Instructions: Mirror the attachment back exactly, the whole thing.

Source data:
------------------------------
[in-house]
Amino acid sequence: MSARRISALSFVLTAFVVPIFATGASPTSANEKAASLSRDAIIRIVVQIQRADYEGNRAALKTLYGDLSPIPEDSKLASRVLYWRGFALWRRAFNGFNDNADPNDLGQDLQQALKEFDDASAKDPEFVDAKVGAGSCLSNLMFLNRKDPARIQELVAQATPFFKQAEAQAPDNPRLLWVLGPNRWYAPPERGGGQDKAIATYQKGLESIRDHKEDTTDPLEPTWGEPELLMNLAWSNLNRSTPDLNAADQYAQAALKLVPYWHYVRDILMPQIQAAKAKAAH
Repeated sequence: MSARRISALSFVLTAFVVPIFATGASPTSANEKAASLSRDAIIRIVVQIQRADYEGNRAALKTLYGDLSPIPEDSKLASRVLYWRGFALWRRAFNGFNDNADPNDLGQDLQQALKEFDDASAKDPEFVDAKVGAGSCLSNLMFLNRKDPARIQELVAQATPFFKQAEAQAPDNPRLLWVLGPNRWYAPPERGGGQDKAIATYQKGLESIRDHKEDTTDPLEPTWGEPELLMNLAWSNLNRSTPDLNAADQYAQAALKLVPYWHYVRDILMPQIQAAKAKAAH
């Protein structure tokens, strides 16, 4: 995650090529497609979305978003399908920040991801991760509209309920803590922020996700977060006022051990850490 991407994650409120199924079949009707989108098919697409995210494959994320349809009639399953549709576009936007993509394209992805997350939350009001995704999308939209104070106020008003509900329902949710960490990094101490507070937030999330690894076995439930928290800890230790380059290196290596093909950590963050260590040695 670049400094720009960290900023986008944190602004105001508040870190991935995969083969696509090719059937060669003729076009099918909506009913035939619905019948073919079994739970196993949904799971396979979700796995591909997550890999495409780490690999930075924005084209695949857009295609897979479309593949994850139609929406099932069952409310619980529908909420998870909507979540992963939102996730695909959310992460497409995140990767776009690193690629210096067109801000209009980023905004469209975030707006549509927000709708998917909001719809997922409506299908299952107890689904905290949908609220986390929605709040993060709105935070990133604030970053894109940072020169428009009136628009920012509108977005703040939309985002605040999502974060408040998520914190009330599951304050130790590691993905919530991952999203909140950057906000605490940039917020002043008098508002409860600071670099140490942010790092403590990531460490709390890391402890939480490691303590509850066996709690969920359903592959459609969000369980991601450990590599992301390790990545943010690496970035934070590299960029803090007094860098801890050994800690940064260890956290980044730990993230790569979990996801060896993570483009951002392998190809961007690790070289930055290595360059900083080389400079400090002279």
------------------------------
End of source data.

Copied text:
[in-house]
Amino acid sequence: MSARRISALSFVLTAFVVPIFATGASPTSANEKAASLSRDAIIRIVVQIQRADYEGNRAALKTLYGDLSPIPEDSKLASRVLYWRGFALWRRAFNGFNDNADPNDLGQDLQQALKEFDDASAKDPEFVDAKVGAGSCLSNLMFLNRKDPARIQELVAQATPFFKQAEAQAPDNPRLLWVLGPNRWYAPPERGGGQDKAIATYQKGLESIRDHKEDTTDPLEPTWGEPELLMNLAWSNLNRSTPDLNAADQYAQAALKLVPYWHYVRDILMPQIQAAKAKAAH
Repeated sequence: MSARRISALSFVLTAFVVPIFATGASPTSANEKAASLSRDAIIRIVVQIQRADYEGNRAALKTLYGDLSPIPEDSKLASRVLYWRGFALWRRAFNGFNDNADPNDLGQDLQQALKEFDDASAKDPEFVDAKVGAGSCLSNLMFLNRKDPARIQELVAQATPFFKQAEAQAPDNPRLLWVLGPNRWYAPPERGGGQDKAIATYQKGLESIRDHKEDTTDPLEPTWGEPELLMNLAWSNLNRSTPDLNAADQYAQAALKLVPYWHYVRDILMPQIQAAKAKAAH
């Protein structure tokens, strides 16, 4: 995650090529497609979305978003399908920040991801991760509209309920803590922020996700977060006022051990850490 991407994650409120199924079949009707989108098919697409995210494959994320349809009639399953549709576009936007993509394209992805997350939350009001995704999308939209104070106020008003509900329902949710960490990094101490507070937030999330690894076995439930928290800890230790380059290196290596093909950590963050260590040695 670049400094720009960290900023986008944190602004105001508040870190991935995969083969696509090719059937060669003729076009099918909506009913035939619905019948073919079994739970196993949904799971396979979700796995591909997550890999495409780490690999930075924005084209695949857009295609897979479309593949994850139609929406099932069952409310619980529908909420998870909507979540992963939102996730695909959310992460497409995140990767776009690193690629210096067109801000209009980023905004469209975030707006549509927000709708998917909001719809997922409506299908299952107890689904905290949908609220986390929605709040993060709105935070990133604030970053894109940072020169428009009136628009920012509108977005703040939309985002605040999502974060408040998520914190009330599951304050130790590691993905919530991952999203909140950057906000605490940039917020002043008098508002409860600071670099140490942010790092403590990531460490709390890391402890939480490691303590509850066996709690969920359903592959459609969000369980991601450990590599992301390790990545943010690496970035934070590299960029803090007094860098801890050994800690940064260890956290980044730990993230790569979990996801060896993570483009951002392998190809961007690790070289930055290595360059900083080389400079400090002279």